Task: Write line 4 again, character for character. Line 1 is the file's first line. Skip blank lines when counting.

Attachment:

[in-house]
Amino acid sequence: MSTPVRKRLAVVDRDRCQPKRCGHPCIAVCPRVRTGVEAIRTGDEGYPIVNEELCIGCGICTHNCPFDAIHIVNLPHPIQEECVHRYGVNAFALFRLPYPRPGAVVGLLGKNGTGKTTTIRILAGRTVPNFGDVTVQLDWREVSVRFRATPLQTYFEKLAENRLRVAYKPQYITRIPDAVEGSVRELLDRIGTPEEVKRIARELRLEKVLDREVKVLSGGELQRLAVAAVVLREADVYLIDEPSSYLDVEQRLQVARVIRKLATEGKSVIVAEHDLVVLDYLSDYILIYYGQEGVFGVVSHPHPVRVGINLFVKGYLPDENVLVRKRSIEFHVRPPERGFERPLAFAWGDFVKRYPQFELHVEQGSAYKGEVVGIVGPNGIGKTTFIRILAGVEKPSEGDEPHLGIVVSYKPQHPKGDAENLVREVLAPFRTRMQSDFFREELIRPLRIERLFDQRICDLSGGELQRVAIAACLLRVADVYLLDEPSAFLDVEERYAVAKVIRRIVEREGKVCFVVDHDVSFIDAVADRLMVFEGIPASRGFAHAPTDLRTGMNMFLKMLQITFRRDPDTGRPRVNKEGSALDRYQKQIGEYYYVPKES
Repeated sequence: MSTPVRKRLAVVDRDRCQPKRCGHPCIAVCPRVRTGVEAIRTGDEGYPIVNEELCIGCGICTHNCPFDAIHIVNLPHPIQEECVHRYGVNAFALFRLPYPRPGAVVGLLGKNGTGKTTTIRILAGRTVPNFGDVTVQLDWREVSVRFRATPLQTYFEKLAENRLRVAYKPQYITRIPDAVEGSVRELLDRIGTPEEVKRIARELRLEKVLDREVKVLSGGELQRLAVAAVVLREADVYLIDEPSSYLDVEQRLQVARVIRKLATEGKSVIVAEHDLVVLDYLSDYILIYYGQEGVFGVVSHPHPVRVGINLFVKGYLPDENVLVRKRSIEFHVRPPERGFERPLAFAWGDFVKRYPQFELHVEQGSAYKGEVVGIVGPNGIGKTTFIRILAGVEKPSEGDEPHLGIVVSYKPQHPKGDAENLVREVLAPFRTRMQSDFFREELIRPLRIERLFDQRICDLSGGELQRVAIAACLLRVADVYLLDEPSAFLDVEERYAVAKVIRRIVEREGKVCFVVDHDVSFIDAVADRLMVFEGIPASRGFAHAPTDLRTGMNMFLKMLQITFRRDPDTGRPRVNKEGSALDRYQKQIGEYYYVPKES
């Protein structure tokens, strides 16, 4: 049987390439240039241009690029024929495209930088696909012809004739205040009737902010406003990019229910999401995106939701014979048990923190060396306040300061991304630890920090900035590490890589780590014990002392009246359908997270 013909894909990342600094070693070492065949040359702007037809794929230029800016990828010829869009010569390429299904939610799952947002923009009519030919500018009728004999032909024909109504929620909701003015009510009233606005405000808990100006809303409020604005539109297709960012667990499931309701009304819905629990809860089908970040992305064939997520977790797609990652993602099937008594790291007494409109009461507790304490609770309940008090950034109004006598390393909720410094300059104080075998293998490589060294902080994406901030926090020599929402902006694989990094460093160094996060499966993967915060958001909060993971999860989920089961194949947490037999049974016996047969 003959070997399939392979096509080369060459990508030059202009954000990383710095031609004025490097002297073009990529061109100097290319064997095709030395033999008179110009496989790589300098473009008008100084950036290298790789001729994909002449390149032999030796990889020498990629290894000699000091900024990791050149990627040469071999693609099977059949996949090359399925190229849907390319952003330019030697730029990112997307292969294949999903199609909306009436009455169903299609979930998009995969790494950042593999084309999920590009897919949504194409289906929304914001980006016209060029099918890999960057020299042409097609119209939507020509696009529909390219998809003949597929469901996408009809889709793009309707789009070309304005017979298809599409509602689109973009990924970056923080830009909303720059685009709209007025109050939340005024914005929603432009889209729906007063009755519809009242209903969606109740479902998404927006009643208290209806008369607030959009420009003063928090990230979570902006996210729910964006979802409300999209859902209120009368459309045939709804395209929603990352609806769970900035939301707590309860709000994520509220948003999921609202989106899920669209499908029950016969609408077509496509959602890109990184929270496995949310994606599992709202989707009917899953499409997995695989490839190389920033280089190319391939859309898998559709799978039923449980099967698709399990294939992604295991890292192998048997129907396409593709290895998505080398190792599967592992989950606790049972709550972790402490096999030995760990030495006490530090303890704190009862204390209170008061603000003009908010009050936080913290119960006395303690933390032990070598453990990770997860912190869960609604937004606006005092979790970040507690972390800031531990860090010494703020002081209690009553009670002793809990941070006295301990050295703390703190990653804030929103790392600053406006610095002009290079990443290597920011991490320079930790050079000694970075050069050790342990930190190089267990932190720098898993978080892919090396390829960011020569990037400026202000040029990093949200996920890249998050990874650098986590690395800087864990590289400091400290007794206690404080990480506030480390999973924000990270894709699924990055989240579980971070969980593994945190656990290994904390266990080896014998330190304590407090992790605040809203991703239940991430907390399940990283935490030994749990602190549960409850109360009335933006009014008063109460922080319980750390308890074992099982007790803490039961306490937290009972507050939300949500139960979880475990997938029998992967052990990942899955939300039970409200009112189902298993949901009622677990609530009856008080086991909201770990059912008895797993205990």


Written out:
């Protein structure tokens, strides 16, 4: 049987390439240039241009690029024929495209930088696909012809004739205040009737902010406003990019229910999401995106939701014979048990923190060396306040300061991304630890920090900035590490890589780590014990002392009246359908997270 013909894909990342600094070693070492065949040359702007037809794929230029800016990828010829869009010569390429299904939610799952947002923009009519030919500018009728004999032909024909109504929620909701003015009510009233606005405000808990100006809303409020604005539109297709960012667990499931309701009304819905629990809860089908970040992305064939997520977790797609990652993602099937008594790291007494409109009461507790304490609770309940008090950034109004006598390393909720410094300059104080075998293998490589060294902080994406901030926090020599929402902006694989990094460093160094996060499966993967915060958001909060993971999860989920089961194949947490037999049974016996047969 003959070997399939392979096509080369060459990508030059202009954000990383710095031609004025490097002297073009990529061109100097290319064997095709030395033999008179110009496989790589300098473009008008100084950036290298790789001729994909002449390149032999030796990889020498990629290894000699000091900024990791050149990627040469071999693609099977059949996949090359399925190229849907390319952003330019030697730029990112997307292969294949999903199609909306009436009455169903299609979930998009995969790494950042593999084309999920590009897919949504194409289906929304914001980006016209060029099918890999960057020299042409097609119209939507020509696009529909390219998809003949597929469901996408009809889709793009309707789009070309304005017979298809599409509602689109973009990924970056923080830009909303720059685009709209007025109050939340005024914005929603432009889209729906007063009755519809009242209903969606109740479902998404927006009643208290209806008369607030959009420009003063928090990230979570902006996210729910964006979802409300999209859902209120009368459309045939709804395209929603990352609806769970900035939301707590309860709000994520509220948003999921609202989106899920669209499908029950016969609408077509496509959602890109990184929270496995949310994606599992709202989707009917899953499409997995695989490839190389920033280089190319391939859309898998559709799978039923449980099967698709399990294939992604295991890292192998048997129907396409593709290895998505080398190792599967592992989950606790049972709550972790402490096999030995760990030495006490530090303890704190009862204390209170008061603000003009908010009050936080913290119960006395303690933390032990070598453990990770997860912190869960609604937004606006005092979790970040507690972390800031531990860090010494703020002081209690009553009670002793809990941070006295301990050295703390703190990653804030929103790392600053406006610095002009290079990443290597920011991490320079930790050079000694970075050069050790342990930190190089267990932190720098898993978080892919090396390829960011020569990037400026202000040029990093949200996920890249998050990874650098986590690395800087864990590289400091400290007794206690404080990480506030480390999973924000990270894709699924990055989240579980971070969980593994945190656990290994904390266990080896014998330190304590407090992790605040809203991703239940991430907390399940990283935490030994749990602190549960409850109360009335933006009014008063109460922080319980750390308890074992099982007790803490039961306490937290009972507050939300949500139960979880475990997938029998992967052990990942899955939300039970409200009112189902298993949901009622677990609530009856008080086991909201770990059912008895797993205990």